D700 amateur user wonders why D4s has no built in flash

Started 8 months ago | Discussions thread
dwight3
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Re: D700 amateur user wonders why D4s has no built in flash
In reply to KennethKwok, 8 months ago

KennethKwok wrote:

I use D700 for family photos.

I regret that I did not buy the D800 due to the initial bugs. That's despite that I don't use the left outermost AF all the time. Now, D800 is about 2 years, and it seems a bit late to get it.

I don't think it's late at all. The D800/800E is a fine camera and will continue to perform for many years. For that matter, the D3S is probably still usable. Do you really just need to have the latest and greatest thing?

Work has been fine, and I wanted to award myself. I always wonder about the D3, D4 series.
A lot say Professional is different. A lot says D3 is a different beast to D700 in terms of AF, etc. They say I bought a DATSUN (D700), and thought it was a Ferrari (D3). In a way, people pay so much more for D3. There should be reasons.

Some say D700 and D3 AF are the same.

What I do not accept is no built in flash in D3 / D4.

I had a D3 and now have a D4. Neither had the built in flash. It is my understanding that part of the reason for this is to allow room for the 100% viewfinder. The flash would interfere with that.

Not having a flash has not set me back significantly. When I first got a DSLR (D200) I used the built-in flash a few times. The photos were, frankly, awful. The built-in flash created harsh shadows that turned me off. To be fair, an attached speedlight facing forward at the subject also produces harsh shadows that I don't like at all. But the speedlight can be aimed at the ceiling or a wall, or even just a sheet of paper to reflect it further away from the optical axis. That basically eliminates redeye and if the sheet of paper is large enough it softens shadow edges so they're not as intrusive.

The built-in flash cannot be aimed anywhere but forward (unless you kluge up some reflection system).

IMHO, the ONLY reason to have a built-in flash is to use as a commander for off-camera lighting. I agree with others who state that a built-in flash creates a weak spot in a rugged camera (at least as it is generally produced). So a speedlight or remote trigger system is really needed for those situations in which you need off-camera lighting. (It might be possible to use those LED's that are currently used for focus assistance, but given the broad nature of off-camera lighting, there would have to be several such LED's pointing in different directions to provide useful range).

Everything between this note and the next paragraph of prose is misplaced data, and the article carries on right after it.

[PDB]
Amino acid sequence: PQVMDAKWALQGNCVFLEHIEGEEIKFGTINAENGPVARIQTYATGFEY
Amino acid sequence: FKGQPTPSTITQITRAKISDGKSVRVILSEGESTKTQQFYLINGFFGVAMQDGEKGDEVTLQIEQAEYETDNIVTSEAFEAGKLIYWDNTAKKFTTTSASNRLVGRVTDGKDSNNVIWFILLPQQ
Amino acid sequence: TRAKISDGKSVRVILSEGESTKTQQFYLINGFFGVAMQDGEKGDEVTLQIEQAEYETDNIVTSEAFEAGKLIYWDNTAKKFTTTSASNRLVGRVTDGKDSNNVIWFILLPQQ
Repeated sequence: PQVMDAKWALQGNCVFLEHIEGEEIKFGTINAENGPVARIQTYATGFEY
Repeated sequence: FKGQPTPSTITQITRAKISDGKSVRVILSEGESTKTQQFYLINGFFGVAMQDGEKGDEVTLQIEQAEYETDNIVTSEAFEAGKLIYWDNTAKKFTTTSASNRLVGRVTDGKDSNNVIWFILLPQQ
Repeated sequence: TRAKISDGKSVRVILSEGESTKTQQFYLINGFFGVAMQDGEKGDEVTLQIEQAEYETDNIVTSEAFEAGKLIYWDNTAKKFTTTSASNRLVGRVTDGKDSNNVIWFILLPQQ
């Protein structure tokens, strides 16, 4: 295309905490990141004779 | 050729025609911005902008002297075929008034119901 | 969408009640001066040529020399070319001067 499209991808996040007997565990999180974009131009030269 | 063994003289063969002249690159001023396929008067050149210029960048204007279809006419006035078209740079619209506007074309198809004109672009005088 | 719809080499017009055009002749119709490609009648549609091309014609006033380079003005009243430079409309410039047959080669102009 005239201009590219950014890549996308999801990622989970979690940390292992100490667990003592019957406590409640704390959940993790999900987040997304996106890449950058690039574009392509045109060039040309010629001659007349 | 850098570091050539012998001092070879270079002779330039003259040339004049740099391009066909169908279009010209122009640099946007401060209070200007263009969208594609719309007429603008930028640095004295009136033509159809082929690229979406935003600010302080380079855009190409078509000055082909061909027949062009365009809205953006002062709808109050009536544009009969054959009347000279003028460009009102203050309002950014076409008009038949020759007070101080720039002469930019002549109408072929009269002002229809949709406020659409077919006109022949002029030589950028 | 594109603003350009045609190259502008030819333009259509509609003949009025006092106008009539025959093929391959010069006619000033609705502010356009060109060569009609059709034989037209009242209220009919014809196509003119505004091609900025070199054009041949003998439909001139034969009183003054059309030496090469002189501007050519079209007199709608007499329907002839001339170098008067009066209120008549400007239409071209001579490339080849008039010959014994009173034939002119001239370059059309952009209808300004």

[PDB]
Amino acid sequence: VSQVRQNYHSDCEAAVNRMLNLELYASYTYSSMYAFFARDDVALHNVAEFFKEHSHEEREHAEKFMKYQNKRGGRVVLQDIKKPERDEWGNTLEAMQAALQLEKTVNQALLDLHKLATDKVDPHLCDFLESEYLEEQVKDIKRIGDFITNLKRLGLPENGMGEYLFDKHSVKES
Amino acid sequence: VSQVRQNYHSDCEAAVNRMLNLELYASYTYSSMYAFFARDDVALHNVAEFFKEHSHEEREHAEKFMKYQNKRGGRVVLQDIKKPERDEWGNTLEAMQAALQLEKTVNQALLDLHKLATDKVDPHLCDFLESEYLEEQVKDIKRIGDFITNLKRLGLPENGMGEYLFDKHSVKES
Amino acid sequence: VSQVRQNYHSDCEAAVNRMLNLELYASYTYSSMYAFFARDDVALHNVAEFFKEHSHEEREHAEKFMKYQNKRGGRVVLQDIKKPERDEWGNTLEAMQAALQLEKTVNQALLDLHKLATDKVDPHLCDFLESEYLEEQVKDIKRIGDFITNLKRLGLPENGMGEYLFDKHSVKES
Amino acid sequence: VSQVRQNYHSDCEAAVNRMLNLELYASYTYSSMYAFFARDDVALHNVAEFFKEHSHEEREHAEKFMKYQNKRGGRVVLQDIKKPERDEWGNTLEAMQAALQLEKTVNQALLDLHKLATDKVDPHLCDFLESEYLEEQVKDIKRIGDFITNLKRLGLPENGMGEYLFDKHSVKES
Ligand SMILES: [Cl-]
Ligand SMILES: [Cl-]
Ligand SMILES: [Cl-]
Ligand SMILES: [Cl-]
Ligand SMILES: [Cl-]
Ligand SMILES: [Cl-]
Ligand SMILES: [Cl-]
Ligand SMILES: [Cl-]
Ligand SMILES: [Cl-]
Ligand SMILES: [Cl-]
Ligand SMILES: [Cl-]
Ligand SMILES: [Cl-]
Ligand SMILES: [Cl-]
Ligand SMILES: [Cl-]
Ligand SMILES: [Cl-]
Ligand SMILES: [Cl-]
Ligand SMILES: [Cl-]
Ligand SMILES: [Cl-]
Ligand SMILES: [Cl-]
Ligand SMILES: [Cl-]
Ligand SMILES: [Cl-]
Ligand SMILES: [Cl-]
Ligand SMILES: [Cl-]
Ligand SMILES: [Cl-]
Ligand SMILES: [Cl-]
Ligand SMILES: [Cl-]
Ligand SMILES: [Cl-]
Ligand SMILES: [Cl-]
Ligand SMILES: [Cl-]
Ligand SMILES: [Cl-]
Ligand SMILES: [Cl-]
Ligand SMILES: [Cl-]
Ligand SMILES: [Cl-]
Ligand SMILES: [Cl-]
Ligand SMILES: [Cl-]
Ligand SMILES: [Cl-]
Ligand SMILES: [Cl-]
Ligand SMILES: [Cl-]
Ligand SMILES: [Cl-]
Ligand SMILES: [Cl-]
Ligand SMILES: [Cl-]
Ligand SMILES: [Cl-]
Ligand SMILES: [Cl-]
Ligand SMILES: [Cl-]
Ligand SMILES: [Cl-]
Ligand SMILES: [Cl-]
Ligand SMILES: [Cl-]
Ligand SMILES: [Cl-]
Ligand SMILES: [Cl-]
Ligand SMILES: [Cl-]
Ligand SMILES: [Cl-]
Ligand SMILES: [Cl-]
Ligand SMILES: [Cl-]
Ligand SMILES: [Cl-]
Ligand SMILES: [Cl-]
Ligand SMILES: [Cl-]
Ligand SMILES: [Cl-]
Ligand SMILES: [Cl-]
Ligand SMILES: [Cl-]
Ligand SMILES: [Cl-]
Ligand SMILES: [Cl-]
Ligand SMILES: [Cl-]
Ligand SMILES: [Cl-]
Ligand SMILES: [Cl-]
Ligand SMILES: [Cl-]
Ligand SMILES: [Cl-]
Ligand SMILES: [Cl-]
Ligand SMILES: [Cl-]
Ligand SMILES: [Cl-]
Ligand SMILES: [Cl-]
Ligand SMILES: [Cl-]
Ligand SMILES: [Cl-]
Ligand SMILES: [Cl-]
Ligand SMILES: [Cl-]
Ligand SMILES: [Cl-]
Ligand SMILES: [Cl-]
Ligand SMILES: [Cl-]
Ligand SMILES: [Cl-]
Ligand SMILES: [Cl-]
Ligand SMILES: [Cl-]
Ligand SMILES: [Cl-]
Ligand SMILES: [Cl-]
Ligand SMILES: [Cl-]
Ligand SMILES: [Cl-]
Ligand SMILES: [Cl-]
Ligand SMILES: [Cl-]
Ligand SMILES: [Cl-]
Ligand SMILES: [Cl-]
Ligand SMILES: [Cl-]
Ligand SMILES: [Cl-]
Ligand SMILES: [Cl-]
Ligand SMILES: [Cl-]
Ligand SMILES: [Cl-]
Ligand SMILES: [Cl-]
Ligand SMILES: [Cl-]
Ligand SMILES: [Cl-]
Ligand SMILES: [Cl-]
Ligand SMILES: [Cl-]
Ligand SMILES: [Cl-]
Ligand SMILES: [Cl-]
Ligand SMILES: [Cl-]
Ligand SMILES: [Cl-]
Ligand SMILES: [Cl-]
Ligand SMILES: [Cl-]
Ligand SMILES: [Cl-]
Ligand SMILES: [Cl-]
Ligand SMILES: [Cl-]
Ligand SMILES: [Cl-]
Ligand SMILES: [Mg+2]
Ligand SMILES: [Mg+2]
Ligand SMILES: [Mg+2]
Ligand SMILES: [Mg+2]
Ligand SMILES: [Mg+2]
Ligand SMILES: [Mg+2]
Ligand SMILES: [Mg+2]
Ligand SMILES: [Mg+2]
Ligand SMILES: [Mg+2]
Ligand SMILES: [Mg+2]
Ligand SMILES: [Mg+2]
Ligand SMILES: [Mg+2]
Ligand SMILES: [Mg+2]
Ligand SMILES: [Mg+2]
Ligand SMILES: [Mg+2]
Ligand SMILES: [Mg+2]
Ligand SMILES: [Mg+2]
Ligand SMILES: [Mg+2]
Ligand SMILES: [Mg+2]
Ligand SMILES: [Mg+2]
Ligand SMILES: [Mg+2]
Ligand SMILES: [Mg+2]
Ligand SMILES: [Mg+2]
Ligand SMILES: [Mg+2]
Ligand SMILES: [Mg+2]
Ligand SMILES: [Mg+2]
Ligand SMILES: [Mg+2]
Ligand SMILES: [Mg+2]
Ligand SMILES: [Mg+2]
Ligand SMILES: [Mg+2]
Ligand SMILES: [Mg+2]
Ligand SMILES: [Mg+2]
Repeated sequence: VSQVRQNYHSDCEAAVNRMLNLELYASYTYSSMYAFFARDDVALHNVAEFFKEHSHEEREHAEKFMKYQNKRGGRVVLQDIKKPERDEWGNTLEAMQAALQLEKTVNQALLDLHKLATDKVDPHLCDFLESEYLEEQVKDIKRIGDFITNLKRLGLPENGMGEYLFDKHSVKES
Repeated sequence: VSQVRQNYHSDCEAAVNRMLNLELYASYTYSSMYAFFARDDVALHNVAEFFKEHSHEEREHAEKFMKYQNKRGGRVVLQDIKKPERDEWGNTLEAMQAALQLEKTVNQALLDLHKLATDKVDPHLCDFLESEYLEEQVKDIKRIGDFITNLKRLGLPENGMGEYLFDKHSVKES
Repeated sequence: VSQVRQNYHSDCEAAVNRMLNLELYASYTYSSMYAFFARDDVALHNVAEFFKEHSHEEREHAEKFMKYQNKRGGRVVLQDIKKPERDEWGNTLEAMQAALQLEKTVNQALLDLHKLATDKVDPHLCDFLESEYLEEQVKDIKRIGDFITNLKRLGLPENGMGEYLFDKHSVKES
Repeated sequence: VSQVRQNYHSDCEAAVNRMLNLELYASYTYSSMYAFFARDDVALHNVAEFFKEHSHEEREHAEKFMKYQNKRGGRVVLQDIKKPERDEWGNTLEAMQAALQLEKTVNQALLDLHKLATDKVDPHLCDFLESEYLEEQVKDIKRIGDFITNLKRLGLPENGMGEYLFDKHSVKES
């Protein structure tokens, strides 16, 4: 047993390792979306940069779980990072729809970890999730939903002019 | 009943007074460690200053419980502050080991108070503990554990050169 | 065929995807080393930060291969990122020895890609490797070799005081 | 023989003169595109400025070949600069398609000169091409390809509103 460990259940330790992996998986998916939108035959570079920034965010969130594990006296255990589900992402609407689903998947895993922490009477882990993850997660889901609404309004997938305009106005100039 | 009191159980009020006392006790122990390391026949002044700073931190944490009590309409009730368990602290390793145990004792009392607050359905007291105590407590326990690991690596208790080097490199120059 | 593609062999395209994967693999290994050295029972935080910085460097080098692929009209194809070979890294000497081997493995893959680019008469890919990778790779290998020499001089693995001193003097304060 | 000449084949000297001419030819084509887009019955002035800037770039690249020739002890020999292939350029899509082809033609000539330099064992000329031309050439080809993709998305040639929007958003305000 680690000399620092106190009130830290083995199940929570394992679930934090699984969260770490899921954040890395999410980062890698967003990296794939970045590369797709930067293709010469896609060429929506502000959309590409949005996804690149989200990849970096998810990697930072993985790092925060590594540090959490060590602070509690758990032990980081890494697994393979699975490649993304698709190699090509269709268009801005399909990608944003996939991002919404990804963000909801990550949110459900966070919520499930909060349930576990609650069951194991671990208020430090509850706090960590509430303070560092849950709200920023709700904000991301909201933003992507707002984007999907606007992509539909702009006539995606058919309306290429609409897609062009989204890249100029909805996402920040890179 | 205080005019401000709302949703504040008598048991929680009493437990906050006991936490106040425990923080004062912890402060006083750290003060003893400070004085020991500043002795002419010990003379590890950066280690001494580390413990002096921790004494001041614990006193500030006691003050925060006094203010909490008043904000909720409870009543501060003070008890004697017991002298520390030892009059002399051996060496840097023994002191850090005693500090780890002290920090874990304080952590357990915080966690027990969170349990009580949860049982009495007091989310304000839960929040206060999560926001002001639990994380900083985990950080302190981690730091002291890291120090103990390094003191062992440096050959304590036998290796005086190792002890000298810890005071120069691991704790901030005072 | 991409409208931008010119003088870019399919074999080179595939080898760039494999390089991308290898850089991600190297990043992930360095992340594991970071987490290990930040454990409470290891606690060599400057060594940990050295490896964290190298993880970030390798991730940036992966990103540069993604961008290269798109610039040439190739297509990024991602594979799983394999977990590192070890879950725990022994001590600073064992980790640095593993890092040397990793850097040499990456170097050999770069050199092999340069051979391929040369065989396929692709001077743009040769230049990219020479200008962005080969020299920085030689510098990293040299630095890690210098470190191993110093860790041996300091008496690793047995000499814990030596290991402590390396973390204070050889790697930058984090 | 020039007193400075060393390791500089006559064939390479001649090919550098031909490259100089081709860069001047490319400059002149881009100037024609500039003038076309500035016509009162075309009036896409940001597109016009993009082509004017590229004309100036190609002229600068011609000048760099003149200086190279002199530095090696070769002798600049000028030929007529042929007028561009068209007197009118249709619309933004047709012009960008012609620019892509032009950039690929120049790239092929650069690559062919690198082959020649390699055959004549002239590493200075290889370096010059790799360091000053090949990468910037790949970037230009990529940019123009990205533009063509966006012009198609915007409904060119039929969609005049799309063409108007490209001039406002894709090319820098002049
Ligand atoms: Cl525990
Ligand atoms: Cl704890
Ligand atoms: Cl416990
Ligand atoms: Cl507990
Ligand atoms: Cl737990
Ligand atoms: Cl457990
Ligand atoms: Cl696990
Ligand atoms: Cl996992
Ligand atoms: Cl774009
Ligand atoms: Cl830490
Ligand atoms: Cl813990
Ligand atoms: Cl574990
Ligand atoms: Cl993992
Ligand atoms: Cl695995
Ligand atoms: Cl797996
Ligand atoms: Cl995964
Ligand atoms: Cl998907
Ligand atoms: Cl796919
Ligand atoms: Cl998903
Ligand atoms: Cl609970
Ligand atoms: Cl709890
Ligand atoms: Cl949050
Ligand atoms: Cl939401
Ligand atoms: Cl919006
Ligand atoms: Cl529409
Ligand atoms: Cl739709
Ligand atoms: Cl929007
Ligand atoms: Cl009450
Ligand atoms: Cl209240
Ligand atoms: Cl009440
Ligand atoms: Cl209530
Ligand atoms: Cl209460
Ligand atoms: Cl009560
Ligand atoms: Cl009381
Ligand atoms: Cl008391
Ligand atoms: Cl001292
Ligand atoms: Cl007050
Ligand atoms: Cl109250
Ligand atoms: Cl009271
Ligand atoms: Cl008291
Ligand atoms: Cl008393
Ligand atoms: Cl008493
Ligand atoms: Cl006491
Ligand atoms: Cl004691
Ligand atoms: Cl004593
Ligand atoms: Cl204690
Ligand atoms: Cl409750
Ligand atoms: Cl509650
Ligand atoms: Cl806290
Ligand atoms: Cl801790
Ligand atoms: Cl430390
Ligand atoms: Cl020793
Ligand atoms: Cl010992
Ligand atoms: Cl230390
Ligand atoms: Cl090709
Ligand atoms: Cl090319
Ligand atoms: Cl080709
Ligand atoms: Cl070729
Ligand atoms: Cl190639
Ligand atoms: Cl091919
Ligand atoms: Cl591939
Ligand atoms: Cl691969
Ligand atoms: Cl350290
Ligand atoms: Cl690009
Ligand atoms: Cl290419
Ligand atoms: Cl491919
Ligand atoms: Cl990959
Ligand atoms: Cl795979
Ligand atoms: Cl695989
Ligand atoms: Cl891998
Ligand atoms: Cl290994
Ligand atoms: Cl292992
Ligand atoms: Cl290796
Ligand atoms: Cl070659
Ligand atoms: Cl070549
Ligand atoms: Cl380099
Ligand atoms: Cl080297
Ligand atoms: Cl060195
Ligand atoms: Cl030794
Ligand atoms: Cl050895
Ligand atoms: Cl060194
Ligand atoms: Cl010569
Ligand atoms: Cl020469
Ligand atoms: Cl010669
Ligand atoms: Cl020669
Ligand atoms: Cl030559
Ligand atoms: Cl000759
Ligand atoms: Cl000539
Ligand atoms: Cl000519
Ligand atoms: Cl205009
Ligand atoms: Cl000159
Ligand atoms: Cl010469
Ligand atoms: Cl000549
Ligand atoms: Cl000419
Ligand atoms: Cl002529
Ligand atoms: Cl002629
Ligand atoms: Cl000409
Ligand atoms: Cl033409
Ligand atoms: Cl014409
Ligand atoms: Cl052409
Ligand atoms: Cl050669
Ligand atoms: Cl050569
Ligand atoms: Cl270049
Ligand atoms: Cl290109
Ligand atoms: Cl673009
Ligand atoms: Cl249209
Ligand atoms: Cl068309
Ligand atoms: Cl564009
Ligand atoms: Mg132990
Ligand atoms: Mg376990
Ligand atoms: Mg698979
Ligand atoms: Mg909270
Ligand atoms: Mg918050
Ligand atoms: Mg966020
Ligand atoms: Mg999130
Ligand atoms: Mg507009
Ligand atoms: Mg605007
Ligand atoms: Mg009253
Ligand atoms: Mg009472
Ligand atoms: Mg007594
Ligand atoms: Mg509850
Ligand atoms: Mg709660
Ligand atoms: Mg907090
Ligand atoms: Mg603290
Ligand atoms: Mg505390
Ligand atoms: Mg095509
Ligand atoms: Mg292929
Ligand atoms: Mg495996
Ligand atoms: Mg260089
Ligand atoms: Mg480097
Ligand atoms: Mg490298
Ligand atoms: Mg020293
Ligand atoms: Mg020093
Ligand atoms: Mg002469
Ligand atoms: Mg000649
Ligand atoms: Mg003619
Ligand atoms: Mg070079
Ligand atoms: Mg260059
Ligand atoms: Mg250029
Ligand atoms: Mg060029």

I don't see any reason why Nikon (or others) can't make an internal lighting commander on their cameras (although I must admit I am not a camera designer). There are, to be sure, problems. Optical systems are limited in range. Radio systems have to use radio signals, and radio spectrum allocation is a mess, worldwide. Every country has its own rules on what parts of the radio spectrum is available. Bluetooth, however, seems to get by in spite of this limitation.

At present, the speedlight is the cheapest solution. It can be aimed in different directions so you can use it for bounce lighting. You can take it off when you don't need it. If you can afford a D4 you can certainly afford an SB910.

A D3 user said he has a SB-400 permanently attached.

Forget it.

...What do D3, D4 owners think? Are there no such times, that a little fill flash may help?

Does the built in flash really compromise the "Professional" image of the D3, D4 so much?
My D700 built in flash has not died yet...

I admit I am not a professional photojournalist. But doesn't a big SB910 pull on the hot shoe if

they are violently banged towards each other? Can't the hotshoe be damaged?

Fill flash does help occasionally. But good lighting will come from an extended source. The built-in flash is a point source.

I don't believe it's the professional image of the camera that would be impacted by use of the on-camera flash. It's the professional image of the images produced that is impacted.

Yes, the hotshoe can be damaged by torquing it with a big lever. But the built-in flash can similarly be damaged by hitting it from the side or front.

 dwight3's gear list:dwight3's gear list
Nikon Coolpix S52c Nikon D200 Nikon D4 Nikon AF-S Nikkor 70-200mm f/2.8G ED VR Nikon AF-S DX Nikkor 17-55mm f/2.8G ED-IF +9 more
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